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A Collection of Newfoundland Wills
Robert Job


Will of Robert Job
from Newfoundland will books volume 2 pages 160 to 162 probate year 1854

In re
     Robert Job      deceased.

This is the last will and testament of me Robert Job of Liverpool in the County of Lancashire Merchant made and published by me this second day of August in the year One thousand eight hundred & forty nine I give and bequeath to my dearly beloved wife Elizabeth Job for her own use all my household goods wearing apparel plate linen and furniture of every kind and the sum of five hundred pounds for her own immediate occasions I give and bequeath to my brothers Mr. Samuel Job and Mr. John Job and to my brother-in-law Mr. William Tristram Keightley and to their heirs executors administrators or assigns the residue of my real and personal estate in trust for the benefit of my widow and my dear children desiring as long as she may remain my widow that she may have the full and complete controul in the disposal of the principal monies of my estate at such times and in such proportions as she may see fit whether by will or otherwise for the benefit of our dear children or grandchildren the yearly interest of which is to be paid to my dear wife during her widowhood But in the event of her marriage or of her death then upon my said Trustees I would charge the responsibility of dividing the property of my estate among my dear children rateably share and share alike first deducting from the share of my dear son Robert Hugh the sum of one thousand five hundred pounds which he has already received The share or proportions of my other dear sons William Keightley John Samuel and Daniel Ward not to be paid to them until they shall each attain to the age of twenty five years respectively but this restriction shall not prevent my said Trustees from advancing to either of them such sum or sums as part of their said shares from time to time before they shall attain to the age of twenty five years as they may think will be beneficial to them for their maintenance advancement in life or in finishing their education The shares of my beloved daughters Elizabeth Sarah Jane Isabella and Mary Emily are still to remain in trust for them The annual interest only arising therefrom to be paid to them individually as soon as they shall each attain the age of twenty-five years or be married in which case she or they may receive their share or shares of interest as soon as they shall have attained the twentieth year of their age respectively but this is not to prevent my said Trustees from advancing to either of them my said dear daughters any part of the interest aforesd before the time specified for its payment should they deem it right to do so to finish their education or for their maintenance or advancement in life should either of them die unmarried or being married and leaving no children then the share of such deceased sister to be divided rateably among her surviving brothers and sisters subject however to a life interest in the same and which she is hereby empowered to leave to her husband during his lifetime by her will if she shall think fit But in the event of either of my said daughters being married and should die leaving a child or children then such child or children to take equally among them such deceased parents share as soon as they shall severally attain to the age of twenty five years the interest of the said share to be paid yearly for their benefit during their minority into the hands of their surviving parent should my said trustees see fit to do so. By the Articles of Co-partnership under which our trade is at present carried on at Saint John's Newfoundland it is therein provided that in case either of the partners should die during the term then that value of his share or part of the business shall be ascertained by reference to the statement furnished of the estimated value of the trade next before such decease should happen. The amount of my one fourth share I should wish to be remitted to my said Trustees as nearly as may be in three yearly equal installments so that the whole may be closed up in three years from the time of my decease to be invested by them in such Government or other securities from time to time as my said Trustees may think fit. My dwelling house in St. John's (Hope Cottage) The River Head Mill property and the Farm on the White Hills as well as the lot of land at the south side of the River head I should wish might be sold as soon as convenient and the proceeds to be remitted to my said Trustees to be invested as aforesaid giving to my said Trustees or either of them his or their executors administrators or assigns full power to sell and transfer the same and if necessary to reinvest from time to time and so often as the interests of the trust of my estate may require it And it is my will that my said Trustees shall not be answerable for the acts of each other but each only for his own acts his or their joining in any receipt or deed for conformity notwithstanding And lastly I appoint the said Samuel Job John Job and William Tristram Keightley executors of this my will In witness whereof I have hereunto set my hand and affixed my seal. Robert Job (Seal)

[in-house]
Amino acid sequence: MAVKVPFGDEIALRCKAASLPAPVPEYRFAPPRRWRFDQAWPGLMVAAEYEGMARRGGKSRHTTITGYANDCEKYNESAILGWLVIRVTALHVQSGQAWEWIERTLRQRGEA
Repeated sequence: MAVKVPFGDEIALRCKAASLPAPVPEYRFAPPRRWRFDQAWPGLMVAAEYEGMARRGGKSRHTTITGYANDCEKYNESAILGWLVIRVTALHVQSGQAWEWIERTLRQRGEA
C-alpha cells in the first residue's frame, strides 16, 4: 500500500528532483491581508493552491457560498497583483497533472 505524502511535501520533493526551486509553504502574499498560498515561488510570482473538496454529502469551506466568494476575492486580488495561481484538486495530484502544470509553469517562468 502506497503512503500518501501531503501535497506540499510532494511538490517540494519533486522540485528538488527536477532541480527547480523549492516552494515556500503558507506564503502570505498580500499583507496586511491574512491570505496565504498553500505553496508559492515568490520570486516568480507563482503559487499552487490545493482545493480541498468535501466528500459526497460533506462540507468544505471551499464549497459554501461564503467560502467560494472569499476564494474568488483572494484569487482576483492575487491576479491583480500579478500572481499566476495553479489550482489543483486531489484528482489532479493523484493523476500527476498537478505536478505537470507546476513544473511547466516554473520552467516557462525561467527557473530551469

Signed sealed published and declared by the testator Robert Job as and for his last will and testament on the day of the date hereof in the presence of us who at his request and in his presence we being both present at the same time have hereunto subscribed our names as witnesses,
William Huntingdon, Clerk to Job Brothers, 2 Buckingham Terrace,
Catherine Elizabeth Egan, Housemaid to Mr. Job living at 30 Hope Street.

Certified correct,
D. M. Browning



Note: The wills in those will books are NOT actual wills. They are either hand-written copies or in later years typed copies of a, "last will and testament," written by the court clerk, after the death of the testator, when the executor presented them to the court for probate. The court clerk didn't list the signatures at the bottom, he (or she) just put them in the book in whatever order they were in, on the original document, no spacing most of the time, no punctuation. The originals were kept by the executor.

We who have typed these wills, have made every effort to include all the errors that were on the microfilm, in order to avoid destroying the integrity of the originals, where ever they may be.

Page Contributed by Judy Benson & Ivy F. Benoit

Page Revised by Ivy F. Benoit (Wednesday February 20, 2013 AST)